I have to give this one to Torres. Cashner was down in the count and just wanted to get back with a curveball in the zone. Yes, maybe it was a pitch too noble for a guy so inspired, but it was a perfectly fine selection to try to come back in the at-bat. That was just the second homer of Torres’ career against a curveball and the very first homer Cashner has allowed on a curveball in a 1-0 count in the majors. Of course, Cashner’s curveball isn’t a great pitch (.332 of xwOBA since 2015), but a man has to work with the tools he has.

8) Mychal Givens slider down and in (in the zone).

Pitch location:

This was an 85.3-mph slider down in the zone to open up the at-bat against a hitter with seven home runs in 2019 versus the Orioles. The result was a hit at 94.2 mph that turned into a 384-foot homer.

Givens has a solid slider with a career .284 xwOBA allowed, but Torres didn’t care. He just tagged that baseball on the very first pitch and gave Givens his first homer allowed on his slider in 2019.

Yes, you could argue that the pitch hung a bit and stayed in the strike zone too long, but this was just the second time Givens has allowed a long ball with a slider in that zone in his major league career.

This is just Gleyber Torres being hotter than the gates of hell. Look no further.

9) Dan Straily slider down and away (in the zone).

Pitch location:

Torres already had three games with multiple home runs against Baltimore when he started this game. Straily threw his money pitch at 85.3 mph in a reasonably good zone, and Torres blasted a 102.4-mph home run projected at 424 feet.

Straily believes in his slider. He owns a .267 xwOBA with that pitch since 2015, so that trust isn’t unreasonable. Then again, before facing Torres in the third inning, he already had allowed two homers against that pitch courtesy of Thairo Estrada and DJ LeMahieu. Despite that, he decided to go in the zone in a 1-2 count against a hitter that was looking for his ninth homer against his team this year. That was not wise. This home run has two fathers in my book, as it wasn’t the pitch location for the count or the hitter.

10) Gabriel Ynoa’s fastball away.

Pitch location:

At this point there is no way Torres gets something in the zone, right? Well, Ynoa decided to test him with a 92.9-mph fastball away at the edge of the strike zone, and Torres returned the favor with an opposite-field home run of 377 feet and at 101.5 mph.

This one is all Gleyber. You could ask why they were throwing strikes to him, but the Orioles were already down 6-2 in the fifth inning. Ynoa threw a fastball to a specific zone where Torres didn’t do real damage in his rookie season. Then again, this Torres seems different. This was his first homer against a fastball in that zone in his major league career and only his second hit.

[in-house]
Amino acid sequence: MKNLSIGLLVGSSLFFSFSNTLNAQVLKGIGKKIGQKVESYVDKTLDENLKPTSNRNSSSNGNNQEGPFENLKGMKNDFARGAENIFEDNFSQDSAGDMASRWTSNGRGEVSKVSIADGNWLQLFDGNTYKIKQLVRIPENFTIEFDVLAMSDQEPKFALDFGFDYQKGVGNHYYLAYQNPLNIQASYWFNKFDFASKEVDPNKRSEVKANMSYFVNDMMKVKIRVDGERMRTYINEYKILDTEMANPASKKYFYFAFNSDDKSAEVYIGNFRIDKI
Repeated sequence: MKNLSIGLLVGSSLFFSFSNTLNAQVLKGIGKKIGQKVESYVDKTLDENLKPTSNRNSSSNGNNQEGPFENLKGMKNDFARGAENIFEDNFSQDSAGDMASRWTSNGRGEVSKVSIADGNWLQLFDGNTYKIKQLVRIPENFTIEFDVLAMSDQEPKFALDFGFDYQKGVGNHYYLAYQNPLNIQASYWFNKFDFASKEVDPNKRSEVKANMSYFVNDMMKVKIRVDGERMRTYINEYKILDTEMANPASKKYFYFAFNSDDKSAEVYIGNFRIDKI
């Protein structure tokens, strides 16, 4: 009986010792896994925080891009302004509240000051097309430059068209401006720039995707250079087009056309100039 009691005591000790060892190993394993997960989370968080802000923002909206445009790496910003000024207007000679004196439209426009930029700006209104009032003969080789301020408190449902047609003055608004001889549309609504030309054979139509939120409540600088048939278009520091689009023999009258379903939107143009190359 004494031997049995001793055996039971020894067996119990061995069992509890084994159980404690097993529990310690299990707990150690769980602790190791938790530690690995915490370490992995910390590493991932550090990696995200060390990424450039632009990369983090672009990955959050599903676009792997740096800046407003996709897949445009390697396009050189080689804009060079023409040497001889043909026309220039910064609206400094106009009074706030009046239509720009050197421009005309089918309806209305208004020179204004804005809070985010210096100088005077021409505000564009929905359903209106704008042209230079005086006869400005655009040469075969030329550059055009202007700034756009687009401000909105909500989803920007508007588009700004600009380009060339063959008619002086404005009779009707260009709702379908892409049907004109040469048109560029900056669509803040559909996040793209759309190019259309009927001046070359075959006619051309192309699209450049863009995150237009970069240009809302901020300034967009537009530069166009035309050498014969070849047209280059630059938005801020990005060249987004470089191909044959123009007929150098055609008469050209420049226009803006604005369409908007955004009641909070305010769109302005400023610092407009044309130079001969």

Final review:

The Baltimore Orioles may have an underwhelming pitching staff right now, but these things that Gleyber Torres did against them were not entirely their fault. At only 21 years old, the Venezuelan infielder seems to be rapidly learning and reducing his holes at the plate while growing more power in different areas of the strike zone.

Yes, Baltimore pitching helped, but more than that it seems like Torres decided to use the Orioles to make a statement to the baseball world.

A statement that is just beginning to unfold.

It’s Time for Michael Pineda to Change His Approach

Michael Pineda has always had a bit of a weak spot in his pitching profile. From his debut in 2011 until his 2017 ended with Tommy John surgery, he threw 680 innings while allowing 91 total home runs. That translated to a 1.20 HR/9, putting Pineda in the bottom 20th percentile in the league among pitchers with at least 650 innings pitched.

Despite the eye-catching rate, the home runs were a manageable issue; Pineda’s FIP in those years was a fine 3.60. More than avoiding home runs, Pineda needed the health he enjoyed between 2015-16 to be an average starter. Even setting aside the Tommy John, his time in the majors is riddled with stints on the disabled list for a variety of maladies. Now in 2019, with the health of his arm finally restored, the home run issues looms larger.

After his first nine starts of the year, Pineda is leading the majors in home run rate among qualified pitchers with a 2.49 HR/9. Following his last start, he became the first Minnesota Twins pitcher to allow at least three home runs in consecutive outings since Bartolo Colon in 2017.

This is still a small sample, and Pineda’s home run rate will probably go down as he keeps pitching. However, given his previous home run issues, the recent spike merits a closer look.

First, let’s examine his fastball. Of the 13 home runs he has allowed this year, six have been against fastballs in the middle or upper part of the zone. Pineda has always liked to throw his fastball in the zone, challenging hitters with good gas, and he has been doing exactly that this year. Read the rest of this entry »

Pitching Jewels from Mexico: Alex Delgado’s Changeup and Josh Lowey’s Curveball